Backward compatibility, interoperability, scalability, security, operational and deployment are all elements that must be considered as part of criteria when designing internationalized domain name system.

2. Background on Legacy Encoding

The most popular Chinese character set used in Taiwan is the industrial standard "BIG5" and the corresponding one in China is "GBK". BIG5 have primarily Traditional Chinese characters and GBK have Simplified Chinese.
In addition, the China government has also mandated that all Chinese software in China must support a new standard that supercede GBK known as GB18030.

Both BIG5 and GBK are widely used in China, Taiwan, Hong Kong and Macao and supported within many operating systems including Windows. Thus, supporting these encodings in IDN is essential from a geographical perspective.

3. An overview of current proposals and its problems

3.1. ASCII Compatible Encoding (ACE)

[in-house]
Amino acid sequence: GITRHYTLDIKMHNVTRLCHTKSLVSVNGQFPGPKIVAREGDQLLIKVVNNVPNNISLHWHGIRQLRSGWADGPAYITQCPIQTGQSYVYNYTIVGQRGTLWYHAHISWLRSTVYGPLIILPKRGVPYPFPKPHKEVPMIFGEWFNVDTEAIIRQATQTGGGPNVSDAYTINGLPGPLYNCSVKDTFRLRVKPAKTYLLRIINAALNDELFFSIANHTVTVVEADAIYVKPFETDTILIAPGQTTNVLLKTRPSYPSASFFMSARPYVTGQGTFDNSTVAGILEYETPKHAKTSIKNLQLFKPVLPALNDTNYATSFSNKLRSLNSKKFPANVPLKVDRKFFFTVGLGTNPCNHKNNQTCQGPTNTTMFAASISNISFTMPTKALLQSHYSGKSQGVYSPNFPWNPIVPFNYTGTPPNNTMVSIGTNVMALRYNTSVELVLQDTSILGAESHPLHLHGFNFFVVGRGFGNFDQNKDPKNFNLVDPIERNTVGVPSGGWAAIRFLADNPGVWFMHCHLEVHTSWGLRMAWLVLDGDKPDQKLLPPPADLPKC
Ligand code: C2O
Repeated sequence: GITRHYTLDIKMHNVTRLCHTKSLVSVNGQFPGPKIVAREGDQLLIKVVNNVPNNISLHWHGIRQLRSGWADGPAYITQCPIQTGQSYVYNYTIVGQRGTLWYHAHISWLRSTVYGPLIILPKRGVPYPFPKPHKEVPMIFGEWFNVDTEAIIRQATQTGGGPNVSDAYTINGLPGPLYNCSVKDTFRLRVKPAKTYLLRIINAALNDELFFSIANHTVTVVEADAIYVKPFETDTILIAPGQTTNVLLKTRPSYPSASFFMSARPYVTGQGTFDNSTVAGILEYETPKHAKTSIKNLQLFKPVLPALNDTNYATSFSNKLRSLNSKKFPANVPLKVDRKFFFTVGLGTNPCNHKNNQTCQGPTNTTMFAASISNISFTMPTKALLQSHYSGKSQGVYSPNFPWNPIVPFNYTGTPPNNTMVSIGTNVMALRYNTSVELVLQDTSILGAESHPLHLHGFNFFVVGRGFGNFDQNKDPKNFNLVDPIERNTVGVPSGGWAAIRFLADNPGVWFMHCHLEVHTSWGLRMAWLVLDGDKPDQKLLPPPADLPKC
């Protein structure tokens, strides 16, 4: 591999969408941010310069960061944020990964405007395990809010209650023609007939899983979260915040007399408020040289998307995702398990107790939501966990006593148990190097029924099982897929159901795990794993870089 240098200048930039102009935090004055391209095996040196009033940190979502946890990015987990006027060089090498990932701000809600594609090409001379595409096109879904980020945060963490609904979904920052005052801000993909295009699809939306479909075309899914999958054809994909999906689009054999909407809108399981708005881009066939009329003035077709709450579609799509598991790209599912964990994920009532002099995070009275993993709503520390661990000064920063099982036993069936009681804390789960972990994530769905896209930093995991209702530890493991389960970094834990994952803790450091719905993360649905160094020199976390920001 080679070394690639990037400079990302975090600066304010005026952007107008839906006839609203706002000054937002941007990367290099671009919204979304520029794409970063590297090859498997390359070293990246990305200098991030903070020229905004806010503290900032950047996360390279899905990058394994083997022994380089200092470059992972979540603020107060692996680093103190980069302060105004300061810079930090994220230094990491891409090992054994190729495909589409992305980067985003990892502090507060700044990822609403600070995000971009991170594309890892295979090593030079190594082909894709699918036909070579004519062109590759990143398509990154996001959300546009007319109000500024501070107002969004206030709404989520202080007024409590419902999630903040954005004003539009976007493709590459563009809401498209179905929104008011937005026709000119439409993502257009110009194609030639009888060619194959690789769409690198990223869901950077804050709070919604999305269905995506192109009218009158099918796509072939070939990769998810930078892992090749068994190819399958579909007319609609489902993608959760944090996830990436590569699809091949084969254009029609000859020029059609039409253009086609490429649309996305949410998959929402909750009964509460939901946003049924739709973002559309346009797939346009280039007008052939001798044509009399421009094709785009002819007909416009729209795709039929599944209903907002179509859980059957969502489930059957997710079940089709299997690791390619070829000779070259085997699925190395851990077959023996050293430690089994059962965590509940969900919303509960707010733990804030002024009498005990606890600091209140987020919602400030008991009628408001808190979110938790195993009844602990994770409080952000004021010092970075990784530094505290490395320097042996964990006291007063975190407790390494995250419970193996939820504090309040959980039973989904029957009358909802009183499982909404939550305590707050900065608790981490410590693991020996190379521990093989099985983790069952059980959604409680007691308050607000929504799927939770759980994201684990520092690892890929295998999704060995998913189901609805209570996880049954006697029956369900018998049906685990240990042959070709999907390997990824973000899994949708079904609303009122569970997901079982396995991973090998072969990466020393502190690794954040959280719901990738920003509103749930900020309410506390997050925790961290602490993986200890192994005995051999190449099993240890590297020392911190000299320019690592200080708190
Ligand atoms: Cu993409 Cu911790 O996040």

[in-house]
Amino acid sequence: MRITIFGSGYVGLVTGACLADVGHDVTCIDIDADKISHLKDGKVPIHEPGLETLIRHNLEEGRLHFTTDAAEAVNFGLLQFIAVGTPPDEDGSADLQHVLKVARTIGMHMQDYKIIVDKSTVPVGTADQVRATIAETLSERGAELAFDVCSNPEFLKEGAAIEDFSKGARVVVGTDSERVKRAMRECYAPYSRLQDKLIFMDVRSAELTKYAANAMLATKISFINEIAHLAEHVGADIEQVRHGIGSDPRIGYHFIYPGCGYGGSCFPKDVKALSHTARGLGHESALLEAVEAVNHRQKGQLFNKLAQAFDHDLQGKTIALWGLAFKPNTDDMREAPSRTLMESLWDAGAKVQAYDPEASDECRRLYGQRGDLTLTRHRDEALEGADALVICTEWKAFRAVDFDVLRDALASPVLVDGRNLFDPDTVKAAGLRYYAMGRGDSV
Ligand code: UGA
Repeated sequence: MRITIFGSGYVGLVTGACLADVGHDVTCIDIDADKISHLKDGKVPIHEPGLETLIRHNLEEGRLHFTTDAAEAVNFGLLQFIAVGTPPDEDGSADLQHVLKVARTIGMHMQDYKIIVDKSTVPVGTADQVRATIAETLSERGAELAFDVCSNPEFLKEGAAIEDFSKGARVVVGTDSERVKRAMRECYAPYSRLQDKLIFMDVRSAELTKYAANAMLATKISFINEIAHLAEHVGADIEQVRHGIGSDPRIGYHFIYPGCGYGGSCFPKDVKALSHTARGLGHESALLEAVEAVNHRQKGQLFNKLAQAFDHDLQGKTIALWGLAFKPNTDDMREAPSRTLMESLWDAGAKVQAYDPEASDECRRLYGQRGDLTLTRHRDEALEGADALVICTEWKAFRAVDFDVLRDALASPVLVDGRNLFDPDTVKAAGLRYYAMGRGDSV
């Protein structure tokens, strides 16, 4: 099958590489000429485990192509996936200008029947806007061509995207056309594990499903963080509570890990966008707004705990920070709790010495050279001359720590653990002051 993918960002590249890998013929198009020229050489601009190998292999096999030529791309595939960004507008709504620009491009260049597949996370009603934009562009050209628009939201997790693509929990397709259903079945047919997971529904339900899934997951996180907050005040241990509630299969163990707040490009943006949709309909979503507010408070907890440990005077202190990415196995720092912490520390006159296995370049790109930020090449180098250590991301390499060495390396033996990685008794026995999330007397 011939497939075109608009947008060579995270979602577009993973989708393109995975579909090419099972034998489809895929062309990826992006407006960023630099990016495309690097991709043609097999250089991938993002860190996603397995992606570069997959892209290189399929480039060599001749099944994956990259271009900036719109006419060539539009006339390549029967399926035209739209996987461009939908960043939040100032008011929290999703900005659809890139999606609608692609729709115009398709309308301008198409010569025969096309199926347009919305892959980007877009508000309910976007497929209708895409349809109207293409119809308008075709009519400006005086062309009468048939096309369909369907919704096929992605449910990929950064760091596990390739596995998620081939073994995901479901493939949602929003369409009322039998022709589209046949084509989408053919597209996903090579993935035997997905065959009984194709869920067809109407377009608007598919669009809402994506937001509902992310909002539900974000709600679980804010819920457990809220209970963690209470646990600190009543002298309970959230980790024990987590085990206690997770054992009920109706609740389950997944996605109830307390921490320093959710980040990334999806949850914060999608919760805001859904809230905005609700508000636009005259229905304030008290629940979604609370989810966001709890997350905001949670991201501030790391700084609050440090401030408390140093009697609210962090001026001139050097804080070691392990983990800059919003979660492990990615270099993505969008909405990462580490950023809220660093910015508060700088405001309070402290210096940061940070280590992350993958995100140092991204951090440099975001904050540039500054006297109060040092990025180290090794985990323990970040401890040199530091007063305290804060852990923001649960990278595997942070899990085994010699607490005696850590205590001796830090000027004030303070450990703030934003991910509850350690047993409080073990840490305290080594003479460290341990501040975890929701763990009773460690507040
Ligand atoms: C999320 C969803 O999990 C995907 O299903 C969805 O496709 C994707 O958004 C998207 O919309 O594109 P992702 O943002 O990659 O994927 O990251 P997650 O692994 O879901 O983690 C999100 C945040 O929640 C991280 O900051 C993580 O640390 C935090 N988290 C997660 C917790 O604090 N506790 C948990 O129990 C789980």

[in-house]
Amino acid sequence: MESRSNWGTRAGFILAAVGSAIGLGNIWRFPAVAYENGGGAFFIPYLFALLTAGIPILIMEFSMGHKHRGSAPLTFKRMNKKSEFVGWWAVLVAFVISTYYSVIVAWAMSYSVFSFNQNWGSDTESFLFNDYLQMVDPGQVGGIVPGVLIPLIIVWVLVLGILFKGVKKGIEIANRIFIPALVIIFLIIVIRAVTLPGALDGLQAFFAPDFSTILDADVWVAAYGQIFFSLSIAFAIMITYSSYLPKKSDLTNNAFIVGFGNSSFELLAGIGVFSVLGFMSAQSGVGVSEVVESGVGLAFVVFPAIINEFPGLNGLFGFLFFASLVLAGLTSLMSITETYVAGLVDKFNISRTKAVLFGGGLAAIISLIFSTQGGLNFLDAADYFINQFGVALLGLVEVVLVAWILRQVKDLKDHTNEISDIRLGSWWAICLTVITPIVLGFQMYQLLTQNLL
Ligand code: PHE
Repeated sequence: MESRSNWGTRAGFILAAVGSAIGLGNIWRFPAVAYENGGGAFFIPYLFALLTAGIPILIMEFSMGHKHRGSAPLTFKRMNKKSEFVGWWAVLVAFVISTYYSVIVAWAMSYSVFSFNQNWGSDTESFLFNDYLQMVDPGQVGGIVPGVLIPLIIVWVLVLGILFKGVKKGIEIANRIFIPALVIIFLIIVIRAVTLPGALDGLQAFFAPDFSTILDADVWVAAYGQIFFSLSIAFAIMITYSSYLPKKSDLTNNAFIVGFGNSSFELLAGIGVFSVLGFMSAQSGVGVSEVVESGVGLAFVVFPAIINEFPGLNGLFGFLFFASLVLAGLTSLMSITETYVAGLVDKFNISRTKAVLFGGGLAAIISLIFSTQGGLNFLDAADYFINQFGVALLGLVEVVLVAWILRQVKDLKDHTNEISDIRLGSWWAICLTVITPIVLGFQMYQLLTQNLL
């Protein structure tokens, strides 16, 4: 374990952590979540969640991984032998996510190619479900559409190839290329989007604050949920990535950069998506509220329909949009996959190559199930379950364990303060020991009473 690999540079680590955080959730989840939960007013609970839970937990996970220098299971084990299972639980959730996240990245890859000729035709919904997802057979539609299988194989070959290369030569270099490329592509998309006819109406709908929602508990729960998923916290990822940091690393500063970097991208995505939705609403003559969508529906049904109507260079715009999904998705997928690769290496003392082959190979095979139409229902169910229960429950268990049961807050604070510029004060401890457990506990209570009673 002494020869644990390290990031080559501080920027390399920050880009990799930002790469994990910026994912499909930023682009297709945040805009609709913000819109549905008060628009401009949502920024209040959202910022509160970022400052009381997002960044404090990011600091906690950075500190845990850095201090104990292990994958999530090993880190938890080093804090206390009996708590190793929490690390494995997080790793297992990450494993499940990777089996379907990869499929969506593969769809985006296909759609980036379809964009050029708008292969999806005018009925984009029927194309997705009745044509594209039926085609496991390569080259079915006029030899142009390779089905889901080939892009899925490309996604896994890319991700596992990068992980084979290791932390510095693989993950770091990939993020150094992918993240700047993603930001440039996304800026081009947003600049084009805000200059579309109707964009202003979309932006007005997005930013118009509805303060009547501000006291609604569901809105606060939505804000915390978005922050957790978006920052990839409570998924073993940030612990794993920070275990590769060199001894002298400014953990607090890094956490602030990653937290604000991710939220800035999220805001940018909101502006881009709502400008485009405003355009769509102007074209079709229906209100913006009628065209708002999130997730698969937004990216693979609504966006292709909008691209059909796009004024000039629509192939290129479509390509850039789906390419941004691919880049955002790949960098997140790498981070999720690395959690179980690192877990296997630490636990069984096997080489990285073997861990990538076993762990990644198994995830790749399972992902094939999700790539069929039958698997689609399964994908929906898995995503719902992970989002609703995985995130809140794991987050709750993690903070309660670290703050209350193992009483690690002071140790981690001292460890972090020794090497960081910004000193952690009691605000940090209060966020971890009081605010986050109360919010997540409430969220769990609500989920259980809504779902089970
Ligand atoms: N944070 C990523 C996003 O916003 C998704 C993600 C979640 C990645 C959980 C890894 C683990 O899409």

The need of supporting ACE in IDN has been extensively discussed in the IDN Working Group. Backward compatibility is the strongest advantage of ACE. The deployment of ACE neither affects the existing naming infrastructure, nor creates potential damage of current Internet applications. To move the current Internet to multilingual infrastructure, ACE obviously is the most appropriate bridging solution.

Although ACE has the advantages mentioned above, but most of the user's systems support local encoding. User doesn't want to download any special software or upgrade their software in order to handle multilingual domain name system. The support of native encoding without altering user's software has became an important issue for TLD managers'.


The design goal of [NAMEPREP] is to allow users to enter host names in applications and have the highest chance of getting the name correct. The NAMEPREP process comprises of three basic steps, namely "MAP", "NORMALIZATION" and "PROHIB".